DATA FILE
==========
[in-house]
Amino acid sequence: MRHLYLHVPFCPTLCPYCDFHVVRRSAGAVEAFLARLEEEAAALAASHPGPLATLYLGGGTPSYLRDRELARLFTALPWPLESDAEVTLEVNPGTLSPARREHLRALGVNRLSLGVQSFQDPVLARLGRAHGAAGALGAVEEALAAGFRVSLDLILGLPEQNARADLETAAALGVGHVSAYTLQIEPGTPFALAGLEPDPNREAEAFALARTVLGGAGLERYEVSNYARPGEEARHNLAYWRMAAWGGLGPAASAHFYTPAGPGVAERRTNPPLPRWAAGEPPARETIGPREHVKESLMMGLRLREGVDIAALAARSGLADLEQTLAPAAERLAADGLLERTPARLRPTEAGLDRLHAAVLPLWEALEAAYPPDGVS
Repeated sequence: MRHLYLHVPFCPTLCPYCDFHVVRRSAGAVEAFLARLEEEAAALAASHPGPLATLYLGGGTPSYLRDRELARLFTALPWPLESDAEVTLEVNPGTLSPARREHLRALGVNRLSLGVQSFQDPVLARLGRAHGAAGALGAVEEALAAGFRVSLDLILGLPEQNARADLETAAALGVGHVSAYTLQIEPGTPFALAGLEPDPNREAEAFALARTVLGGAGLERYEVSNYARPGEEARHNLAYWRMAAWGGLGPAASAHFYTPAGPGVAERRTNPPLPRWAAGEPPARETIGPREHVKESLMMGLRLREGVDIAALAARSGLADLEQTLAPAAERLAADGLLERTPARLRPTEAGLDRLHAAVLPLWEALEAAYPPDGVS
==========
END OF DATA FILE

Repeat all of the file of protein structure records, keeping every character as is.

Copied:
[in-house]
Amino acid sequence: MRHLYLHVPFCPTLCPYCDFHVVRRSAGAVEAFLARLEEEAAALAASHPGPLATLYLGGGTPSYLRDRELARLFTALPWPLESDAEVTLEVNPGTLSPARREHLRALGVNRLSLGVQSFQDPVLARLGRAHGAAGALGAVEEALAAGFRVSLDLILGLPEQNARADLETAAALGVGHVSAYTLQIEPGTPFALAGLEPDPNREAEAFALARTVLGGAGLERYEVSNYARPGEEARHNLAYWRMAAWGGLGPAASAHFYTPAGPGVAERRTNPPLPRWAAGEPPARETIGPREHVKESLMMGLRLREGVDIAALAARSGLADLEQTLAPAAERLAADGLLERTPARLRPTEAGLDRLHAAVLPLWEALEAAYPPDGVS
Repeated sequence: MRHLYLHVPFCPTLCPYCDFHVVRRSAGAVEAFLARLEEEAAALAASHPGPLATLYLGGGTPSYLRDRELARLFTALPWPLESDAEVTLEVNPGTLSPARREHLRALGVNRLSLGVQSFQDPVLARLGRAHGAAGALGAVEEALAAGFRVSLDLILGLPEQNARADLETAAALGVGHVSAYTLQIEPGTPFALAGLEPDPNREAEAFALARTVLGGAGLERYEVSNYARPGEEARHNLAYWRMAAWGGLGPAASAHFYTPAGPGVAERRTNPPLPRWAAGEPPARETIGPREHVKESLMMGLRLREGVDIAALAARSGLADLEQTLAPAAERLAADGLLERTPARLRPTEAGLDRLHAAVLPLWEALEAAYPPDGVS